6. If you could harmonize on one of your tributes, with whom would you work, and which song would you select?
SH: Well, I noticed on a recent post by Eddie Pepperell that there was an acoustic guitar in the background. He’s just such a great character on Twitter, you know it would be a fun collab.

7. You called this “an interesting little niche” but I’m thinking music festivals, when this pandemic is behind us. Not Electric Forest or Firefly, but something at a major golf championship, where the host venue has a spare course for the stage. Your thoughts?

SH: I had no idea where this thing was going to go when I started out, but I may have recently started daring to dream that some sort of live performance in conjunction with a tournament or golf event might not be a complete pipe-dream. Serenading the Masters winner in the Butler Cabin would be the ultimate dream, of course!
8. How excited were you when Benny An showed you his wedge on Twitter, with your lyrics stamped on the back? Are there any mountains to climb after that one?
SH: That was incredible, and completely unexpected. I was happy/relieved that he enjoyed the song in the first instance, but the whole wedge thing was mind-blowing! I’m kind of hoping he might send me the wedge when he’s done with it, although I wouldn’t be able to use it of course, being left-handed!
9. What question haven’t we asked, that you wish we might have? Here’s your chance: ask it and answer it, please.
Which 3 golfers would you choose to join you in a dream foursome?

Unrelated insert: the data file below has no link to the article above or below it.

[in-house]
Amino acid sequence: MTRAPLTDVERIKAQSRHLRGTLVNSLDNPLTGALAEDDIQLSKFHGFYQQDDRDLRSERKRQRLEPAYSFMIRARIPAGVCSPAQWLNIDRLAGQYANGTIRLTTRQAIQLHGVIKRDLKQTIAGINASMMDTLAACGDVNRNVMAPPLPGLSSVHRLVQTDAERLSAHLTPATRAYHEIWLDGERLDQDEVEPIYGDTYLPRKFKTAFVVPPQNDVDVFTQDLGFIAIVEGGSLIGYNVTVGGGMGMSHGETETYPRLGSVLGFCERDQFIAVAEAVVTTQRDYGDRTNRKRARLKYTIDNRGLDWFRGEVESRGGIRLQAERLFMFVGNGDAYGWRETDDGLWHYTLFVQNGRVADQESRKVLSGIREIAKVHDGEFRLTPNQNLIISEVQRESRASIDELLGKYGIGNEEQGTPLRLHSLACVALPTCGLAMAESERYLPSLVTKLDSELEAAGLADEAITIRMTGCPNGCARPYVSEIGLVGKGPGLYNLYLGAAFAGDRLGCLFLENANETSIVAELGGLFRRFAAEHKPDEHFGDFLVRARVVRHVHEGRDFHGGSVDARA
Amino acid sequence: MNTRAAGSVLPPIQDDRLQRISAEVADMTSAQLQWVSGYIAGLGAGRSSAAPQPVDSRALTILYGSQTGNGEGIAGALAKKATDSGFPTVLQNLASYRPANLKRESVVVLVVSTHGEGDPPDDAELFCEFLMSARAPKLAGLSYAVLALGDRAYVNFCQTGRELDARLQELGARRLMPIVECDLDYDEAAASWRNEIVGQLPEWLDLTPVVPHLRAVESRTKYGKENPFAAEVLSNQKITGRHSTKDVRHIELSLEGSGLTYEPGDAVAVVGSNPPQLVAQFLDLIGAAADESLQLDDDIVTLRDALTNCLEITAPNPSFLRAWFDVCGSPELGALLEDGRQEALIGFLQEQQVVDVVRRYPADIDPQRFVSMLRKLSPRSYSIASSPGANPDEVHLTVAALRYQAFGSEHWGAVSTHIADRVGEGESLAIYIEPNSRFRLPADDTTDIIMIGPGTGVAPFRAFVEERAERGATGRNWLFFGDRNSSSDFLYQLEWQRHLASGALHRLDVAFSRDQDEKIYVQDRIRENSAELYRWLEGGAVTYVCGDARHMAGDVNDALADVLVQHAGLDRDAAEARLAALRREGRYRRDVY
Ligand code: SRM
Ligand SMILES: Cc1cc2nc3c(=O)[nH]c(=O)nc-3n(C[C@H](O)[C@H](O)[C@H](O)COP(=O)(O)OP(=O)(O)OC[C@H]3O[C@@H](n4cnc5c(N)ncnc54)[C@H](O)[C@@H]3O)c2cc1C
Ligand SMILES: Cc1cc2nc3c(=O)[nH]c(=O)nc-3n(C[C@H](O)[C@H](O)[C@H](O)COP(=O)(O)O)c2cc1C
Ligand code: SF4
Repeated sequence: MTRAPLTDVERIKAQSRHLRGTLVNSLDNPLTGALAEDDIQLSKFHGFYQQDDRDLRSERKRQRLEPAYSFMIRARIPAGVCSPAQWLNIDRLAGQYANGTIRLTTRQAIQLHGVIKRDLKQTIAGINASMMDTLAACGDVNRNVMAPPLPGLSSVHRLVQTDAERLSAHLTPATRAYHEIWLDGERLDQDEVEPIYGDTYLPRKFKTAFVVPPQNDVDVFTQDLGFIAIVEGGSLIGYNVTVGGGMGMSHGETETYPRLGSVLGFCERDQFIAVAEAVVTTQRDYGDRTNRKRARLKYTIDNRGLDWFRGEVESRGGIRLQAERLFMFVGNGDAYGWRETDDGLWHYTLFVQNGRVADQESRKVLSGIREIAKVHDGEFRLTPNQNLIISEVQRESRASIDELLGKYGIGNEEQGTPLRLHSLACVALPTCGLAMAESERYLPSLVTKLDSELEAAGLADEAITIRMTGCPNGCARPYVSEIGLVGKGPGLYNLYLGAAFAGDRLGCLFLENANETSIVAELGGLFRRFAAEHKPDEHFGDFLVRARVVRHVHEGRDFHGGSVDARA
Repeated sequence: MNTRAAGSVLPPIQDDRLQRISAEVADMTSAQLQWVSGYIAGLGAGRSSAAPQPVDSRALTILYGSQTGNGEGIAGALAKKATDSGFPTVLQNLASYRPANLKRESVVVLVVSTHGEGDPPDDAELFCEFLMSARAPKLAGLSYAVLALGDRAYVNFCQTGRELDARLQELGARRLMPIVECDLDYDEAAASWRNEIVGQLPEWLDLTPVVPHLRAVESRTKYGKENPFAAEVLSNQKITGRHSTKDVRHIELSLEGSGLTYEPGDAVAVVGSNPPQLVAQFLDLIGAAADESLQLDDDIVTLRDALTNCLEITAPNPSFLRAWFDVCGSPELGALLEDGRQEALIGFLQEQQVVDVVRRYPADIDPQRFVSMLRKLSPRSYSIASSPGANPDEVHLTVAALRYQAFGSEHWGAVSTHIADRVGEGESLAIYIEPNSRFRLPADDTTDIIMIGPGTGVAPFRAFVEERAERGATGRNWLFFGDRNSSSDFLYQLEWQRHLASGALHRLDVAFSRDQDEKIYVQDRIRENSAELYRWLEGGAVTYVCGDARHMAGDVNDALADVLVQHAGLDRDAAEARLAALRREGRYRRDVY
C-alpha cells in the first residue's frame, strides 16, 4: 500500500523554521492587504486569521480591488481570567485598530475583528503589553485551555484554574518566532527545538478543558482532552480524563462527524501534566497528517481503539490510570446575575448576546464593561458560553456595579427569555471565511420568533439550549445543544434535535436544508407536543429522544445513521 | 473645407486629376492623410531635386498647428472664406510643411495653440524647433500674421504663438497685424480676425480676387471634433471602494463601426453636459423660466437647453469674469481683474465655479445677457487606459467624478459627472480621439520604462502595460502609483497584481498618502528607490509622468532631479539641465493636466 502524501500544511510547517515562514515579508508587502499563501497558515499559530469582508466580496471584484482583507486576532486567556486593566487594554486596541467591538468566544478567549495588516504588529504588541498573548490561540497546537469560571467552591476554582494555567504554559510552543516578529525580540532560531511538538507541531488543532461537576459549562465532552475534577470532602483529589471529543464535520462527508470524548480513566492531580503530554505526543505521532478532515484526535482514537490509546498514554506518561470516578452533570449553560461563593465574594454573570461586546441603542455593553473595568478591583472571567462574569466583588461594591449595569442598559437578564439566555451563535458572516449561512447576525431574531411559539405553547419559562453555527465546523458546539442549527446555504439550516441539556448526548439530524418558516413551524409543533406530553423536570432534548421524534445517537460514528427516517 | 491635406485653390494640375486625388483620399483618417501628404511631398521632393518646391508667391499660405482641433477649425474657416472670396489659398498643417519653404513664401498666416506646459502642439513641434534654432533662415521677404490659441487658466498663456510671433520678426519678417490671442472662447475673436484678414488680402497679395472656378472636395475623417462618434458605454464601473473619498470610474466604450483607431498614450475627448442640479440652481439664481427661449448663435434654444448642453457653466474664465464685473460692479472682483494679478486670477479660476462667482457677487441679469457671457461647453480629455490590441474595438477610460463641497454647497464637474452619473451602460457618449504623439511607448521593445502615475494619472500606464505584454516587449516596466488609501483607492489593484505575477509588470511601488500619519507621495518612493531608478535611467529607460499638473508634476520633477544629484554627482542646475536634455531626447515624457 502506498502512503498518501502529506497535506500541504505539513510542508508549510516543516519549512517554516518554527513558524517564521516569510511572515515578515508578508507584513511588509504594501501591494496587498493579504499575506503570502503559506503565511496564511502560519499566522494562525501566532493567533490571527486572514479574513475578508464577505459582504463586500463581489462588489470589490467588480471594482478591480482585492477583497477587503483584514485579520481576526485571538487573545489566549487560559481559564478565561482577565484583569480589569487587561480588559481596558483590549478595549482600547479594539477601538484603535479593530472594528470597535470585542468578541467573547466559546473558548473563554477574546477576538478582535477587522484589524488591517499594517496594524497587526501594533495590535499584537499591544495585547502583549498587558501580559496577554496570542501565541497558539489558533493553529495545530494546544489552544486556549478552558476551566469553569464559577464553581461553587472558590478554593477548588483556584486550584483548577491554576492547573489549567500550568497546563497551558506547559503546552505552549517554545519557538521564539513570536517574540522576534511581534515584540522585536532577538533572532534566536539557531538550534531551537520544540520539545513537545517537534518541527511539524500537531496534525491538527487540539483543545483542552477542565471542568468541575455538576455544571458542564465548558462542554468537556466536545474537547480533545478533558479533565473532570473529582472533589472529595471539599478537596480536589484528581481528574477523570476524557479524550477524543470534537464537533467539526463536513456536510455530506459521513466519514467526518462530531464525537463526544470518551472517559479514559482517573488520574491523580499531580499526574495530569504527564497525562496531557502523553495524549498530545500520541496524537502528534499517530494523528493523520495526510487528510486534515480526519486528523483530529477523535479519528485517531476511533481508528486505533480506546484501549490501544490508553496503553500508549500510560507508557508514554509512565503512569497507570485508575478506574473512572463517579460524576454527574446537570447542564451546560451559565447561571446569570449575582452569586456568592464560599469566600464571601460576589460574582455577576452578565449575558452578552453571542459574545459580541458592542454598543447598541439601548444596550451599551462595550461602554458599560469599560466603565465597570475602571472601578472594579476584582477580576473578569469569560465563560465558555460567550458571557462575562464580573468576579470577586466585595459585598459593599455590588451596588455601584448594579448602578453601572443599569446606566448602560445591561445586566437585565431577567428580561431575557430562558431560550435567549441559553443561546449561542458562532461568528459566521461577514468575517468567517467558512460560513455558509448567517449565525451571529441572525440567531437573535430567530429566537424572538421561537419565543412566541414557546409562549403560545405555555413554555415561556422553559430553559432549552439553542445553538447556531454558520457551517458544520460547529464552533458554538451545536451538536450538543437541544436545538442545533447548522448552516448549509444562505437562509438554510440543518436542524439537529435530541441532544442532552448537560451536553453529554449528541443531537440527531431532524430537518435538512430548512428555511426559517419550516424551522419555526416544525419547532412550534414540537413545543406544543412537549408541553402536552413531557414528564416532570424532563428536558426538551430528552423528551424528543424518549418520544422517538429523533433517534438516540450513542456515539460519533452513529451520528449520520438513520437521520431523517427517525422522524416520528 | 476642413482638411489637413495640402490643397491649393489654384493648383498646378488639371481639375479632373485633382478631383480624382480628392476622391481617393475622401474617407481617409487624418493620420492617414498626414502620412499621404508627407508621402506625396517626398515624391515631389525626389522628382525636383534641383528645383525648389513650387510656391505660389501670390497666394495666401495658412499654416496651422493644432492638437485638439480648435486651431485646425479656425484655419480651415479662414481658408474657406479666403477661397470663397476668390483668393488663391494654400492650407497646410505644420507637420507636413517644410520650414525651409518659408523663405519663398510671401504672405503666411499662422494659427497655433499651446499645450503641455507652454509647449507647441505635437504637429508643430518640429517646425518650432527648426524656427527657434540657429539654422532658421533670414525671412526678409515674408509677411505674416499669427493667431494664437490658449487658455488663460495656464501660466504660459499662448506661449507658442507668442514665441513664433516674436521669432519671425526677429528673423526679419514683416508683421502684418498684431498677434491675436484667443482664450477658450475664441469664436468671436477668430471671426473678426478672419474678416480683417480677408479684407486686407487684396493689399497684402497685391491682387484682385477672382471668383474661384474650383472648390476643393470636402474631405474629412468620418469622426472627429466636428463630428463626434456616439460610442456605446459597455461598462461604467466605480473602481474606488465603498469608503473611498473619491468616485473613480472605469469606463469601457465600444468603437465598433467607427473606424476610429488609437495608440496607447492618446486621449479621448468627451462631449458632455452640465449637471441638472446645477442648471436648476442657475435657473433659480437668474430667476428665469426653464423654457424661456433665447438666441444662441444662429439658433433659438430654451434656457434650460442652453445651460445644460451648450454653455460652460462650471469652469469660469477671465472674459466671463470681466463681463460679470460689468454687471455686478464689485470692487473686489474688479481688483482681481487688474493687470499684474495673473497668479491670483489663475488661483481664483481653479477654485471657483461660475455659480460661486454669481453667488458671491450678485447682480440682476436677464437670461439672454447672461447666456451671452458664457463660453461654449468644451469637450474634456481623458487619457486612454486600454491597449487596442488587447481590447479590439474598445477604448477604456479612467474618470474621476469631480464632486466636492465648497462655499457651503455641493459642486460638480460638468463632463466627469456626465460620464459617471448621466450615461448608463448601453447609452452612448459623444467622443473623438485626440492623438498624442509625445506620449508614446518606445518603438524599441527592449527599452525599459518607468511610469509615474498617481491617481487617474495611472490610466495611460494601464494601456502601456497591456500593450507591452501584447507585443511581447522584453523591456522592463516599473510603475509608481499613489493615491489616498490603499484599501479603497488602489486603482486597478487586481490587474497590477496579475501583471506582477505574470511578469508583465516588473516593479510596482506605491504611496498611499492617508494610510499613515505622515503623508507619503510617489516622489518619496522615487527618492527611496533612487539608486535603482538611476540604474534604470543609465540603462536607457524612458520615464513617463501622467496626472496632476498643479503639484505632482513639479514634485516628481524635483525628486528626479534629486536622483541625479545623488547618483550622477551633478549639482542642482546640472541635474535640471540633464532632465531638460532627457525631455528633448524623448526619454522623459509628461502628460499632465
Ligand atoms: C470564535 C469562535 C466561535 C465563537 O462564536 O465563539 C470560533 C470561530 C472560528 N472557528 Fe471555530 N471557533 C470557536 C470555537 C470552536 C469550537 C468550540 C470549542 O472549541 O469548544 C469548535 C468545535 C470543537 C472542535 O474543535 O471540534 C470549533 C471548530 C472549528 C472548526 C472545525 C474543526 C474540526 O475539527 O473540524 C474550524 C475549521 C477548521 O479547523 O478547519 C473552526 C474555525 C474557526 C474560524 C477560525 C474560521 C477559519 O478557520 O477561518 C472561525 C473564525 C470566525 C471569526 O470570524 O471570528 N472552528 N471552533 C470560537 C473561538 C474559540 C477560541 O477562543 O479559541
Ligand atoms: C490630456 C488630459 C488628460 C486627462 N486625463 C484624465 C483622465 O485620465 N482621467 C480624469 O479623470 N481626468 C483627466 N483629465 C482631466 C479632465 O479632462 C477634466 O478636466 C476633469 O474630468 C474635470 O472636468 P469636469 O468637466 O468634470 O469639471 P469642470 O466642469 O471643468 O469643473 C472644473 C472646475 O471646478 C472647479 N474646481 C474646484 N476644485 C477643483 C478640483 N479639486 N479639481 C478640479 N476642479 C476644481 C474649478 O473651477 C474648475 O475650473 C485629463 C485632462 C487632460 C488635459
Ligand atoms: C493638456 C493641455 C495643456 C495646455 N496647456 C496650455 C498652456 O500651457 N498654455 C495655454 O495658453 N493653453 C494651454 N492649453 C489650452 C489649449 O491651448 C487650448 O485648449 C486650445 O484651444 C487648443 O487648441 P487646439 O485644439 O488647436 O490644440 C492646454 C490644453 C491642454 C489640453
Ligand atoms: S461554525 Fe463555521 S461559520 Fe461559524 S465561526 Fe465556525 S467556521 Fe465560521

SH: My all-time favourite player is (and always has been) Phil Mickelson – he’s obviously an incredibly entertaining player with loads of stories to tell, so he’d be number one. Secondly I think I’d go with JT. Despite being one of the very best in the world, he still comes across as very down-to-earth, and someone who’d just be great company for 18 holes. Lastly, I’m saying Eddie Pepperell because he’d keep you laughing throughout the round…and we can plan our duet of course! I’ve got to have a fellow Englishman in there, right? I think I’d be too intimidated to play with Tiger in case you’re wondering why he’s not on the list!


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Ronald Montesano writes for from western New York. He dabbles in coaching golf and teaching Spanish, in addition to scribbling columns on all aspects of golf, from apparel to architecture, from equipment to travel. Follow Ronald on Twitter at @buffalogolfer.

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Opinion & Analysis

Faldo’s ‘commercial’ dig at Rickie Fowler was narcissistic, unfair and hypocritical



This week, Rickie Fowler opened up on his current struggles on the course, describing the enormous frustration he’s going through and the toll it’s even taking on his life at home.

Instead of Fowler being commended for his honesty during the most challenging period of his career to date, he found himself attacked. Not just by some nameless, faceless troll on social media either, but by a six-time major winner turned talking head: Nick Faldo.

Replying to Golf Digest’s article on Fowler, the Englishman decided he’d take a swipe at Fowler’s commercial success, saying:

“Good news is if he misses the Masters he can shoot another six commercials that week!”

He then doubled down on the comment, highlighting his own excellent achievements in the sport while knocking Fowler who is still looking for his maiden major win, posting shortly after: “What would you rather have, a boatload of cash or your name in three green books?”